Archive for the ‘Letting Go’ Category


One of my friends had the same idea about reading week and posted this video in celebration of a few days away from classes:

I am a firm believer in Sabbath rest.  People in seminary and in ministry talk a lot about self care.  I decided to take Fridays as my day off this year, but with workshops and on-calls at the hospital, I overbooked myself and wasn’t able to add those things to my schedule without giving up my day of rest.  As a result, I got tired. Cranky. Irritable.  Empty.  At Duke Divinity School, this week is called reading week.  Of course they know better than to call it fall break, since the workload keeps going even though there are no classes.  I have two papers to write, a project to start, and several hundred pages of reading to do.  I always want these breaks to serve too many purposes:  resting, catching up with school work and church work, cleaning the house, and making some sense out of all those papers on my desk.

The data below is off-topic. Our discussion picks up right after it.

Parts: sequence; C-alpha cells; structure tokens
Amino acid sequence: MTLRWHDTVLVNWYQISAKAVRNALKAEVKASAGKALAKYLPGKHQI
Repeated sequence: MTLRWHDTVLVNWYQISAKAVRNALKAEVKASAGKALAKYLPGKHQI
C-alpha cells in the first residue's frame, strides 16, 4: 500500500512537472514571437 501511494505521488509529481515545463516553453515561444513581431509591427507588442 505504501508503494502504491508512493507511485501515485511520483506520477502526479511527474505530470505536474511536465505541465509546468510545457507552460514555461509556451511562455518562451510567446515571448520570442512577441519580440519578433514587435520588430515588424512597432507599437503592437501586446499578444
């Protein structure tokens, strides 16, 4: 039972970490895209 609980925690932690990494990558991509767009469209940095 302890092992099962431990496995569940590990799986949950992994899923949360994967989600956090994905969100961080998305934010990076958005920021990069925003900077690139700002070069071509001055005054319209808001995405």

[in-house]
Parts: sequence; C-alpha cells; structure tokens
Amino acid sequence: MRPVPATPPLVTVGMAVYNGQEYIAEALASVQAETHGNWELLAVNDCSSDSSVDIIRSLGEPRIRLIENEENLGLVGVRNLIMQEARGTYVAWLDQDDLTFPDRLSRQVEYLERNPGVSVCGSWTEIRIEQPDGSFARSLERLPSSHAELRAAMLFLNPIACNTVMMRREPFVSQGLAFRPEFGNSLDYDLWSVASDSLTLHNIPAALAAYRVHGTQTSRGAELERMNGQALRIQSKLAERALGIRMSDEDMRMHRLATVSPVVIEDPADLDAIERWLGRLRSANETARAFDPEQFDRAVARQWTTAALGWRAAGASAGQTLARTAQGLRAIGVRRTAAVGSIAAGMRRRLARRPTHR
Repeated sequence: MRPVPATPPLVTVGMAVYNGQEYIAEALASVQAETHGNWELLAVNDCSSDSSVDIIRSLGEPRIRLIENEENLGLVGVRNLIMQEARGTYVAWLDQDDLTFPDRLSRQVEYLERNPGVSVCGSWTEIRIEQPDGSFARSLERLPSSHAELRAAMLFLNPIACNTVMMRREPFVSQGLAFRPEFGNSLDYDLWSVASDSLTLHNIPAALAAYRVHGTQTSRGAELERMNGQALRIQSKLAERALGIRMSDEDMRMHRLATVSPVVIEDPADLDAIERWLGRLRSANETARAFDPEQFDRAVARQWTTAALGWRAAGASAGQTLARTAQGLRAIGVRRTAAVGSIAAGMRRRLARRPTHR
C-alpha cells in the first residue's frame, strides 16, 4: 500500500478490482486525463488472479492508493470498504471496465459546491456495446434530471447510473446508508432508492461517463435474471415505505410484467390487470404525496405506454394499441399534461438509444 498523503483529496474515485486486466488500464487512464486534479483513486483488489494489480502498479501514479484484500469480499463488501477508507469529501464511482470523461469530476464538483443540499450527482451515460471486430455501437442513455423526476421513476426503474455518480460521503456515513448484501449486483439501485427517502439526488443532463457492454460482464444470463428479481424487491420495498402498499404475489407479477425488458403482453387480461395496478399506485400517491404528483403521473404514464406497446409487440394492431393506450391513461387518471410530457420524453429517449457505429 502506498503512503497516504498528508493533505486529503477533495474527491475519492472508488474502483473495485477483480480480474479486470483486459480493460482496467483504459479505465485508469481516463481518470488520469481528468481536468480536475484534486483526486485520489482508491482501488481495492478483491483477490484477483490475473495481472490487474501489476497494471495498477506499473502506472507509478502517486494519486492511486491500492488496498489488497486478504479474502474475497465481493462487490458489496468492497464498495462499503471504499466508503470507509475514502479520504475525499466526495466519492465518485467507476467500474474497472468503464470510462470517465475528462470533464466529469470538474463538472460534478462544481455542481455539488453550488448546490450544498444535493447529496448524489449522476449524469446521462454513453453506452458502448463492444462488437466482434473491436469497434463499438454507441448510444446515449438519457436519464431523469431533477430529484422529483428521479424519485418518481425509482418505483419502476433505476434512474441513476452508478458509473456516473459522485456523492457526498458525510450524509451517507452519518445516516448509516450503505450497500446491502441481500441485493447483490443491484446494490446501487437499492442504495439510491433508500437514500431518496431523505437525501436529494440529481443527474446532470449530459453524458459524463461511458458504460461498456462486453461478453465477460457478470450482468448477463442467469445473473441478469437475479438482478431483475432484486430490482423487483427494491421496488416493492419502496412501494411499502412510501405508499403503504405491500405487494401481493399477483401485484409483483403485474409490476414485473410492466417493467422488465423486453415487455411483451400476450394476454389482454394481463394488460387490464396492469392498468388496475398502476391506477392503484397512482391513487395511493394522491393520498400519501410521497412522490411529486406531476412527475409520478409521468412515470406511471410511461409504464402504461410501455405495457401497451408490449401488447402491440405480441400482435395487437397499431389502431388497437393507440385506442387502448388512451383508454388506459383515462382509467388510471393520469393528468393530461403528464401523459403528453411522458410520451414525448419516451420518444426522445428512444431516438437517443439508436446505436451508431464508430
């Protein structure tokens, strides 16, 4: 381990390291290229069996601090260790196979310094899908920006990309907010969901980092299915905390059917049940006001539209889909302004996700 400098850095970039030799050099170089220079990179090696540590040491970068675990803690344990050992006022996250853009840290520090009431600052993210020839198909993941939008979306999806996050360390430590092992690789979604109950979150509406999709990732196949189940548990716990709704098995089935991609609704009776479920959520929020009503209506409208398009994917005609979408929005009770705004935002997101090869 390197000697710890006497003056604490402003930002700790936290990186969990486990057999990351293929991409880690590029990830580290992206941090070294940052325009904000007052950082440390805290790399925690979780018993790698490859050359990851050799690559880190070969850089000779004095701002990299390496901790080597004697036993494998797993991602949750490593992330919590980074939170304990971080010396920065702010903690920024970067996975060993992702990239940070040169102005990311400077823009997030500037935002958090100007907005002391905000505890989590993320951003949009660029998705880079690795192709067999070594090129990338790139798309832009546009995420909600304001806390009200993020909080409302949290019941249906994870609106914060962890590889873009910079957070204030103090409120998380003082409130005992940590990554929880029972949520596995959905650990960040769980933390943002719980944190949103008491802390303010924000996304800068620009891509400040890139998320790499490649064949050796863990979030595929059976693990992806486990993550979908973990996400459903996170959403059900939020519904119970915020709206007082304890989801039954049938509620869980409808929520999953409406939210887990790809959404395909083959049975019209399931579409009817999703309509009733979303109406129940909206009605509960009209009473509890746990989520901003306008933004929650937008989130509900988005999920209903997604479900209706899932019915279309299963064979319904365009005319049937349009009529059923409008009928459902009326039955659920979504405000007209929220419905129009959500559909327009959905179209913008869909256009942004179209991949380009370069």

I decided that I would get a jump on my school work over the weekend and then designate today as “Treat Yo Self” day, or in other words, a restorative day of renewing my mind, body, and spirit.

I woke up with the dog licking my face and the kitten jumping on my head.  After centering myself with some devotional time, I headed to Durham.

It started with a soy chai and a bagel.  Treat yo self!

Then a one on one session at the Apple store learning how to do more things with my new phone. Treat yo self!

Then a little shopping.  I’ve gone down a couple of sizes in the past few months, so I needed some new pants.  The GAP just happened to be having a sale where everything in the store was 40% off.  Treat yo self!

Then, on to a massage at a really wonderfully granola-y place in Durham, called Wellville.  Treat yo self!

Lunch at a place off Ninth Street called The Cosmic Cantina for a tofu black bean burrito.  Treat yo self!

Before heading back to Henderson, a quick trip to Trader Joe’s for some vegan essentials.  Treat yo self!

After a great workout, I’m home cuddling with the critters and just read a book that is NOT for school.